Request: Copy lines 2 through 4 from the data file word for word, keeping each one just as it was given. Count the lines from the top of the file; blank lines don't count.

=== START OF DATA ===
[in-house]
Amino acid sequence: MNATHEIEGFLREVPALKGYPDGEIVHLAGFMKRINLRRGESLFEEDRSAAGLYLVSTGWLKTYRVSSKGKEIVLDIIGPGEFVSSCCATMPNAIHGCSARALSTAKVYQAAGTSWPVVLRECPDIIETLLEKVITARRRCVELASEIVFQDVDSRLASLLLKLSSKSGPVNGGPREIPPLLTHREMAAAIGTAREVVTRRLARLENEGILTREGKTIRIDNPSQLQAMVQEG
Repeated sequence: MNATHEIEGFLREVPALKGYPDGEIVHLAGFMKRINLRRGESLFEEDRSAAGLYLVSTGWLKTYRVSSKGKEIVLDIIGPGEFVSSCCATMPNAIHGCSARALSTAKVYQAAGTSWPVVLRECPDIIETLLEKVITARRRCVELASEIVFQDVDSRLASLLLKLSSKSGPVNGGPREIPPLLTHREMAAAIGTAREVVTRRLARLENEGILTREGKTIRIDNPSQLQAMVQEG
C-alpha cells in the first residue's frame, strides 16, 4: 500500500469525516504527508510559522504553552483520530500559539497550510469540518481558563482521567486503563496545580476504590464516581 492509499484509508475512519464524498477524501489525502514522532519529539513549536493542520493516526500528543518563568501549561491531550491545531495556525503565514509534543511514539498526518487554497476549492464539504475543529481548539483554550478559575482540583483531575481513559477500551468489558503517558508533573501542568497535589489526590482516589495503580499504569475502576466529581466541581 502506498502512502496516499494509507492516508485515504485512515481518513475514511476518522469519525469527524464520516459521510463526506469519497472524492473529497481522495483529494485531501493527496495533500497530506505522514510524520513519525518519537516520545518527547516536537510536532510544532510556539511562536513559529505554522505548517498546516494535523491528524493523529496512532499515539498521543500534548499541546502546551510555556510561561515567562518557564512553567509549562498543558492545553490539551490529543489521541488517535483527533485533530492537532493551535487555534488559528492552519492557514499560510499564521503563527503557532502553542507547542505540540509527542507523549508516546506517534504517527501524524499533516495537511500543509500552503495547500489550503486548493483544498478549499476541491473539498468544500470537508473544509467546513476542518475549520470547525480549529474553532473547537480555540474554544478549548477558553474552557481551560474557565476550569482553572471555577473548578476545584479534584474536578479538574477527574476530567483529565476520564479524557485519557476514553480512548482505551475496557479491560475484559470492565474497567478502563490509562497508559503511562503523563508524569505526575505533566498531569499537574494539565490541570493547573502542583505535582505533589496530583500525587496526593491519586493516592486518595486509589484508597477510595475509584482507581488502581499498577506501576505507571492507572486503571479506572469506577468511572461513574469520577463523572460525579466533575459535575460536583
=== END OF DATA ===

Amino acid sequence: MNATHEIEGFLREVPALKGYPDGEIVHLAGFMKRINLRRGESLFEEDRSAAGLYLVSTGWLKTYRVSSKGKEIVLDIIGPGEFVSSCCATMPNAIHGCSARALSTAKVYQAAGTSWPVVLRECPDIIETLLEKVITARRRCVELASEIVFQDVDSRLASLLLKLSSKSGPVNGGPREIPPLLTHREMAAAIGTAREVVTRRLARLENEGILTREGKTIRIDNPSQLQAMVQEG
Repeated sequence: MNATHEIEGFLREVPALKGYPDGEIVHLAGFMKRINLRRGESLFEEDRSAAGLYLVSTGWLKTYRVSSKGKEIVLDIIGPGEFVSSCCATMPNAIHGCSARALSTAKVYQAAGTSWPVVLRECPDIIETLLEKVITARRRCVELASEIVFQDVDSRLASLLLKLSSKSGPVNGGPREIPPLLTHREMAAAIGTAREVVTRRLARLENEGILTREGKTIRIDNPSQLQAMVQEG
C-alpha cells in the first residue's frame, strides 16, 4: 500500500469525516504527508510559522504553552483520530500559539497550510469540518481558563482521567486503563496545580476504590464516581 492509499484509508475512519464524498477524501489525502514522532519529539513549536493542520493516526500528543518563568501549561491531550491545531495556525503565514509534543511514539498526518487554497476549492464539504475543529481548539483554550478559575482540583483531575481513559477500551468489558503517558508533573501542568497535589489526590482516589495503580499504569475502576466529581466541581 502506498502512502496516499494509507492516508485515504485512515481518513475514511476518522469519525469527524464520516459521510463526506469519497472524492473529497481522495483529494485531501493527496495533500497530506505522514510524520513519525518519537516520545518527547516536537510536532510544532510556539511562536513559529505554522505548517498546516494535523491528524493523529496512532499515539498521543500534548499541546502546551510555556510561561515567562518557564512553567509549562498543558492545553490539551490529543489521541488517535483527533485533530492537532493551535487555534488559528492552519492557514499560510499564521503563527503557532502553542507547542505540540509527542507523549508516546506517534504517527501524524499533516495537511500543509500552503495547500489550503486548493483544498478549499476541491473539498468544500470537508473544509467546513476542518475549520470547525480549529474553532473547537480555540474554544478549548477558553474552557481551560474557565476550569482553572471555577473548578476545584479534584474536578479538574477527574476530567483529565476520564479524557485519557476514553480512548482505551475496557479491560475484559470492565474497567478502563490509562497508559503511562503523563508524569505526575505533566498531569499537574494539565490541570493547573502542583505535582505533589496530583500525587496526593491519586493516592486518595486509589484508597477510595475509584482507581488502581499498577506501576505507571492507572486503571479506572469506577468511572461513574469520577463523572460525579466533575459535575460536583